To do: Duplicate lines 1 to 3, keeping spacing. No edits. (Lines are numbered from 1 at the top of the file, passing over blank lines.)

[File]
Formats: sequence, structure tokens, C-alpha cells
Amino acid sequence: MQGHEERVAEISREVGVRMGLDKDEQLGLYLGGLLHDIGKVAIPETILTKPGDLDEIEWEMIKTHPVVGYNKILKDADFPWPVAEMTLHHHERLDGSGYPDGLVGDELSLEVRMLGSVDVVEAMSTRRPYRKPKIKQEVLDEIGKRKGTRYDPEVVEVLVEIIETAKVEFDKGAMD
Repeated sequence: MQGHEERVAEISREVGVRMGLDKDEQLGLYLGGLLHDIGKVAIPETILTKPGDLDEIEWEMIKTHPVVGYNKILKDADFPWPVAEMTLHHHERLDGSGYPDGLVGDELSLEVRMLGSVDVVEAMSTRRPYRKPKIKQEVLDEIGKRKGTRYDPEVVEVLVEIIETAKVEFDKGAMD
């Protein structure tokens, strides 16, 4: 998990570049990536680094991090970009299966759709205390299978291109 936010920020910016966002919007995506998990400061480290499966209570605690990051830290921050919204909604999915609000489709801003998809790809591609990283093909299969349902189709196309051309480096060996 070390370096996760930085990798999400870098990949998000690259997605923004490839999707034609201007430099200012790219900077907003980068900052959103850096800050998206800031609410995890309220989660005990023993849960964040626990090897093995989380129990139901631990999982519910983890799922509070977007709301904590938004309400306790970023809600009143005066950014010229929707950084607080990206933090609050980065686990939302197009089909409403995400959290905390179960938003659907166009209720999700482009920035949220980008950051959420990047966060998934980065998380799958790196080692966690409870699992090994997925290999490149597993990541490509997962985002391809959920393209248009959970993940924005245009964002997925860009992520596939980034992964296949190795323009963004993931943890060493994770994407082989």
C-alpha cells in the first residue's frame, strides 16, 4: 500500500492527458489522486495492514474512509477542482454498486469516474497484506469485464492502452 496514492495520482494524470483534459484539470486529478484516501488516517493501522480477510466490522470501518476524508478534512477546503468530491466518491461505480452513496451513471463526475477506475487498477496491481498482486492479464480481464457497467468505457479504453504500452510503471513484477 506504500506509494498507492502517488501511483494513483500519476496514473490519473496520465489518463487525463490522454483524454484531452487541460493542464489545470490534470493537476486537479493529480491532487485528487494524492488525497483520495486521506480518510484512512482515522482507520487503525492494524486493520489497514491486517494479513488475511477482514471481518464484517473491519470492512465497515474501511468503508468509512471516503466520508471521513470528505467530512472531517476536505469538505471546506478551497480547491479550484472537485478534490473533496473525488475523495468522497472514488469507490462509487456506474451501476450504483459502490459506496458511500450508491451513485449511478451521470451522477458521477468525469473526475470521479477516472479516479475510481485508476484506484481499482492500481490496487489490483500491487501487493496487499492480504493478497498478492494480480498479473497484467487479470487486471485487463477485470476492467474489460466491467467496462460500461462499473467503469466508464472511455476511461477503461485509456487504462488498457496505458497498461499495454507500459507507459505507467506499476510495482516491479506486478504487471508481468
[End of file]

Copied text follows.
Formats: sequence, structure tokens, C-alpha cells
Amino acid sequence: MQGHEERVAEISREVGVRMGLDKDEQLGLYLGGLLHDIGKVAIPETILTKPGDLDEIEWEMIKTHPVVGYNKILKDADFPWPVAEMTLHHHERLDGSGYPDGLVGDELSLEVRMLGSVDVVEAMSTRRPYRKPKIKQEVLDEIGKRKGTRYDPEVVEVLVEIIETAKVEFDKGAMD
Repeated sequence: MQGHEERVAEISREVGVRMGLDKDEQLGLYLGGLLHDIGKVAIPETILTKPGDLDEIEWEMIKTHPVVGYNKILKDADFPWPVAEMTLHHHERLDGSGYPDGLVGDELSLEVRMLGSVDVVEAMSTRRPYRKPKIKQEVLDEIGKRKGTRYDPEVVEVLVEIIETAKVEFDKGAMD